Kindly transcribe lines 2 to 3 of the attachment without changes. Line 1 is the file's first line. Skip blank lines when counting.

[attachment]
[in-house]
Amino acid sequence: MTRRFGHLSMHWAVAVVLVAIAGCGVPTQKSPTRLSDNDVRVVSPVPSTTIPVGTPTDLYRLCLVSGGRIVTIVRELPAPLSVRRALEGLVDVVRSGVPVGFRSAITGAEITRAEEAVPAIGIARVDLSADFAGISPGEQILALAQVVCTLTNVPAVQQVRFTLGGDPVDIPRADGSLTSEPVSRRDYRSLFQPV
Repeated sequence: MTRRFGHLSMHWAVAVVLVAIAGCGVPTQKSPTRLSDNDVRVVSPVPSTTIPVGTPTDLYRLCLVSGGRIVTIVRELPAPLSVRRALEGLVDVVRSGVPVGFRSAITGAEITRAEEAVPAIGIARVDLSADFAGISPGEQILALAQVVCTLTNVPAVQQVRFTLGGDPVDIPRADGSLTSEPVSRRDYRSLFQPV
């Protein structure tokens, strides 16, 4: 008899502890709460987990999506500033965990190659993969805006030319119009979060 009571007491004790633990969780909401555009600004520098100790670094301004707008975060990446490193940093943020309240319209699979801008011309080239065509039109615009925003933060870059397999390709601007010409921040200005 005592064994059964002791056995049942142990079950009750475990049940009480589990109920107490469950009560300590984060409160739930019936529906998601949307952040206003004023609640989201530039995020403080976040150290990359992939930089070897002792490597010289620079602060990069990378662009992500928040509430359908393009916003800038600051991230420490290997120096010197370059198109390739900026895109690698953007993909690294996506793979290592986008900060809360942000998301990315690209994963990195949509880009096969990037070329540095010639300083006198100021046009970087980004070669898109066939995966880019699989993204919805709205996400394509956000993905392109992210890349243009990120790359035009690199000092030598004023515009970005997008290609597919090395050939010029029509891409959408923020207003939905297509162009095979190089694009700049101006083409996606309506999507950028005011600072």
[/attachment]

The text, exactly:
Amino acid sequence: MTRRFGHLSMHWAVAVVLVAIAGCGVPTQKSPTRLSDNDVRVVSPVPSTTIPVGTPTDLYRLCLVSGGRIVTIVRELPAPLSVRRALEGLVDVVRSGVPVGFRSAITGAEITRAEEAVPAIGIARVDLSADFAGISPGEQILALAQVVCTLTNVPAVQQVRFTLGGDPVDIPRADGSLTSEPVSRRDYRSLFQPV
Repeated sequence: MTRRFGHLSMHWAVAVVLVAIAGCGVPTQKSPTRLSDNDVRVVSPVPSTTIPVGTPTDLYRLCLVSGGRIVTIVRELPAPLSVRRALEGLVDVVRSGVPVGFRSAITGAEITRAEEAVPAIGIARVDLSADFAGISPGEQILALAQVVCTLTNVPAVQQVRFTLGGDPVDIPRADGSLTSEPVSRRDYRSLFQPV